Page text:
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COVID-19 VACCINES

German pharmacies to offer Covid vaccinations ‘from February 8th’

Starting in February, people in Germany may be able to get a Covid vaccination at their local pharmacy.

Pharmacy staff behind the counter at a pharmacy in Hamburg
Pharmacy staff work behind the counter at a pharmacy in Hamburg. Photo: picture alliance/dpa | Marcus Brandt

In a move intended to ease pressure on state vaccination clinics, mobile teams and GPs, staff at pharmacies have been trained in administering the vaccines since early January.

At the same time, the government has been working to set up the technical infrastructure required for the pharmacies to transfer data on vaccinations carried out to the Robert Koch Institute (RKI).

Speaking to Tagesschau on Friday, Gabriele Regina Overwiening, president of the German Pharmacists’ Association, said the pharmacies were now ready to start rolling out jabs to customers. 

“Next week, pharmacies will be able to order Covid vaccines for the first time in order to offer vaccinations at their branches,” she said. “The first vaccinations can then be carried out from February 8th.”

READ ALSO: German pharmacies to offer Covid jabs ‘within two weeks’

Germany amended its Covid laws in December to pave the way for pharmacists, dentists and vets to carry out jabs alongside doctors.

Pharmacies will be remunerated for carrying out the jabs in the same way that GPs are, but there’s no obligation for them to participate in the scheme. The prerequisite for doing so is that the staff administering the jabs are properly trained.

Up until recently, people have had to rely on doctors, paediatricians, vaccination centres and mobile teams in order to get inoculated against Covid-19.

As of Friday, 73.8 percent of the general population were fully vaccinated, while just over half (52.2 percent) of the population had received a booster jab.

The assistance of the pharmacies could be a useful aid if the government opts to implement a general vaccine mandate. Such a move is currently being discussed in parliament with a vote planned for the coming weeks. 

READ MORE: German MPs set out plans for over-18s vaccine mandate

Member comments

  1. Welcome to the 21st century. They’ll be accepting payments with debit cards next. Highly disruptive stuff.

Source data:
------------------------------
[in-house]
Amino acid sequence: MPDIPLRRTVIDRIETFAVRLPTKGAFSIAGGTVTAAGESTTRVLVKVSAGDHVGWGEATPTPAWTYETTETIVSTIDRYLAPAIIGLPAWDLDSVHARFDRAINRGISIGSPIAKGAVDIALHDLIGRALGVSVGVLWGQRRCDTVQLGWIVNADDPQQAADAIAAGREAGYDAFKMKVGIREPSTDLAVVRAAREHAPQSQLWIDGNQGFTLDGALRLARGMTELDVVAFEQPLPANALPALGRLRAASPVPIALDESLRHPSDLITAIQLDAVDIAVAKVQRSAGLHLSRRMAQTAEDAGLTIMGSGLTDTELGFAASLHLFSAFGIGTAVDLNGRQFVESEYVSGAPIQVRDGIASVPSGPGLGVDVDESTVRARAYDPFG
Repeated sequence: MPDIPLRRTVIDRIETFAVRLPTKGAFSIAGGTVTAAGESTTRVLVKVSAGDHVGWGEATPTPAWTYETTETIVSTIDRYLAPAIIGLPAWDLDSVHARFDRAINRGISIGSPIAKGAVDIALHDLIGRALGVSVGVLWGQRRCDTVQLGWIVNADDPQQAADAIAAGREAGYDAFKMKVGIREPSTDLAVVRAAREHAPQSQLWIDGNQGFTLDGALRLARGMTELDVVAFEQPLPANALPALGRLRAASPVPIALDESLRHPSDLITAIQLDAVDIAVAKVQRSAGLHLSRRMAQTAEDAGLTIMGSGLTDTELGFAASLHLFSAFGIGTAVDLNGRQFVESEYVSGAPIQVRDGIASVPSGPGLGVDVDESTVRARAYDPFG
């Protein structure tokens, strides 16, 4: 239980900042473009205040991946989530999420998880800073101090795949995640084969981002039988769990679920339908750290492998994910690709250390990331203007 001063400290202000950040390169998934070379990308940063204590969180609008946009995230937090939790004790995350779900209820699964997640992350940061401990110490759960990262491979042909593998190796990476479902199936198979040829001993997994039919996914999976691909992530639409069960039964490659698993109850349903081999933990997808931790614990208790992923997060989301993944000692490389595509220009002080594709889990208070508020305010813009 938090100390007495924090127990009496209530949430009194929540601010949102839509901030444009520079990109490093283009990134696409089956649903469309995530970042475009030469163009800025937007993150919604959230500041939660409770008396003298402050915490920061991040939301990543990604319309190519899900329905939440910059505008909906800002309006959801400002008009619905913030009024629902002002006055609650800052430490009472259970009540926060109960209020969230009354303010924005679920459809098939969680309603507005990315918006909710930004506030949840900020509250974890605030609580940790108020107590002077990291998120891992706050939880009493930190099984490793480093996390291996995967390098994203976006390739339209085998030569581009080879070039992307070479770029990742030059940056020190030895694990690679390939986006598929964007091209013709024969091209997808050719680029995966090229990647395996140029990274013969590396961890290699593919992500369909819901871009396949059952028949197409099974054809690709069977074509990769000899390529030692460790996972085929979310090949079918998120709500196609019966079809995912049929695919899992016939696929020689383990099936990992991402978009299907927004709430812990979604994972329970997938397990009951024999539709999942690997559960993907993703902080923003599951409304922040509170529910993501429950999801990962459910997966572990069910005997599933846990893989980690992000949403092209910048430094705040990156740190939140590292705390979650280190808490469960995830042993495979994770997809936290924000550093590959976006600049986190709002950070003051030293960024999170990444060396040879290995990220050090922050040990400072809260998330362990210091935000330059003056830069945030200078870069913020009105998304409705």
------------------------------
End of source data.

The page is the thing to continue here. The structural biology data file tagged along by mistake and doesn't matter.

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COVID-19 VACCINES

Germany’s Scholz rules out second attempt at vaccine mandate

After an attempt to introduce an over-60s vaccine mandate was rejected in parliament, German chancellor Olaf Scholz (SPD) has said his government will not bring the issue to a vote again.

Germany's Scholz rules out second attempt at vaccine mandate

Chancellor Olaf Scholz (SPD) has rejected the idea of a second attempt to introduce mandatory Covid vaccinations.

“There is no legislative majority in the Bundestag for compulsory vaccination,” he said on Thursday evening after consultations with the leaders of the federal states in Berlin.

Expressing his regret at the lack of support for the move, he said this reality would have to be the “starting point” for any future vaccination drives. 

“I am, of course, disappointed that there was no majority today, I don’t want to hide that at all,” said Scholz. “I am still convinced that it would be right to have compulsory vaccination in Germany. With the Bundestag decision, however, a very clear statement by the legislator had now been made.”

Despite the fact that Covid-19 vaccines have been available in Germany for more than a year, around 24 percent of the population still have no vaccine protection whatsoever.

Of these, around 4-5 percent are too young to get the Covid vaccine, but around 20 percent are either against the idea or still on the fence. 

“We will do everything we can to convince even more citizens of this country to get vaccinated,” Scholz told reporters. “This will require our creativity.”

READ ALSO: Scholz gets stinging defeat in parliament with Covid jab vote

On Thursday, a bill for compulsory vaccination for everyone over the age of 60 was voted down in the Bundestag, dealing a painful blow to its supporters in the traffic-light coalition. 

The bill had been promoted primarily by SPD and Green MPs, including Scholz himself and Federal Health Minister Karl Lauterbach (SPD). A motion from the opposition CDU/CSU parties to introduce a vaccine register and potential target vaccine mandates was also rejected by the house. 

‘Bitter defeat’

Scholz is not alone in ruling out the possibility of reviving the vaccine mandate issue. 

Speaking to Tagesschau in Berlin, Health Minister Karl Lauterbach said the failure of the bill had been a “bitter defeat” that made it unlikely that any future bill on the subject would gain enough support to succeed.

“It’s a clear result that has to be lived with,” he said. “I’m sceptical about whether we can still achieve anything through additional talks.”

In a democracy, he said, this had to be respected.

But he explained that the failure of compulsory vaccination is bad news for vulnerable patients, for those who work to treat and care for Covid patients, and for all those who have to live with restrictions. A new wave of infections is likely by autumn at the latest, Lauterbach said.

READ ALSO: German Health Minister to target undecided in new Covid jab campaign

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